Amazon Marketplace

September 13th, 2007

Over the last few months I’ve been shifting my stock of boot-sale cd’s on Amazon Marketplace. These are the cd’s I’ve bought at the boot sale to sell on, rather than my own collection (although that will come soon enough), and for the benefit of anyone Googling around the subject, here are my thoughts.

Executive summary: selling with Amazon is much easier than with eBay, but you make less money.

Easier, because listing is as simple as entering the barcode number, rating quality, then setting the price. You’re told the current £lowest, so you can pitch to undercut comfortably. And crucially, the listing stays live for six weeks. It’s fire and forget. eBaying is significantly more of a hassle, not least because of the description writing, and that you have to relist any sold items on a more or less weekly basis.

The downside is that Amazon take a bigger cut; increasingly so (as a percentage) as the value of your item falls. I’ve laid out the full equation below, but the bottom line is that if you’re selling for less than £1, you’re losing money.

What you make

Let selling price = x, profit = P

P = x + £1.24 (shipping) -£0.28 (a bizarre tax on their own shipping fee) – £0.86 (Amazon’s baseline cut) – 17.25x/100 (Amazon’s % cut) – £0.72 (typical postage cost) – £0.20 (Jiffy bag)

So, rounding up the % cut slightly, P = 4x/5 -£0.82. In English: profit is zero when you sell for £1. I would draw a graph for this if I could be bothered, and it would show a line crossing the y-axis (profit) when x (selling price) = £1. And all of this is assuming you’ve written-off the cost of the cd, i.e. cd = £0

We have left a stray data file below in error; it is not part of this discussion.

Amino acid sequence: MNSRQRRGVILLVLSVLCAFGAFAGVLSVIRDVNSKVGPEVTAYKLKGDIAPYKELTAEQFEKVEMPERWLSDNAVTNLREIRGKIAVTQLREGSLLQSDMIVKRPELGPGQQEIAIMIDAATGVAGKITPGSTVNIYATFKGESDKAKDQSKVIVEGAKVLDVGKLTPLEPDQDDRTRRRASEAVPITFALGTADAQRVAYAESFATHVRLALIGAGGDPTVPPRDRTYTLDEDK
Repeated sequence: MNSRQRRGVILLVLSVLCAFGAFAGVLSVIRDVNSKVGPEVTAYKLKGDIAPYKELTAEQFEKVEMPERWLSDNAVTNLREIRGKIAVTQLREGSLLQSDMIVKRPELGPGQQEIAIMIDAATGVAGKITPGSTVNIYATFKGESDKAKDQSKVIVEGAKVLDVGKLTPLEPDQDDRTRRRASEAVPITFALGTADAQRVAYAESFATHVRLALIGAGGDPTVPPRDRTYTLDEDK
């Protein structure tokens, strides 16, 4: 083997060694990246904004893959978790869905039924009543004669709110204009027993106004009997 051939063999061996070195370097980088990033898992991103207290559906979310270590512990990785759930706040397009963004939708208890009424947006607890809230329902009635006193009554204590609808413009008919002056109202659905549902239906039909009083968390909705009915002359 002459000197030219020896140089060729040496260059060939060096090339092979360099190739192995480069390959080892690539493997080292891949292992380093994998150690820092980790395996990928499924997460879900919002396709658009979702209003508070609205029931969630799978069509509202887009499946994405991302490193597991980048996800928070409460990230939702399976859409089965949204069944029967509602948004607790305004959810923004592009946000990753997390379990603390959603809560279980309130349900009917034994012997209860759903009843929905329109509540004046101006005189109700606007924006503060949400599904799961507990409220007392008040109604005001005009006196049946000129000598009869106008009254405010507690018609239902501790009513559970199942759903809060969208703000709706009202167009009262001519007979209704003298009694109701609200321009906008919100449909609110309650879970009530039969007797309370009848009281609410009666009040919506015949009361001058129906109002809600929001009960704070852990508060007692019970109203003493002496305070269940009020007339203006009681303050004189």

I repeat, you have to sell for £1 just to break even.

To make £1, which is really the very minimum you should be thinking about for this much effort, you need to sell for £2.25.

More realistically, and not regarding the cost as sunk, to make £5 on a cd you paid £3 for, you need to sell it for £11.

It’s deceptive. And really truly not worth it for lower value items.

If you’re selling for less than £1, and there are plenty that are, then you’re losing money. All of those sellers who fire-sale cd’s for £0.01 are either idiots, or running some sort of ‘post at work for free’ scam. Either way, all my low value items are going to the British Heart Foundation.

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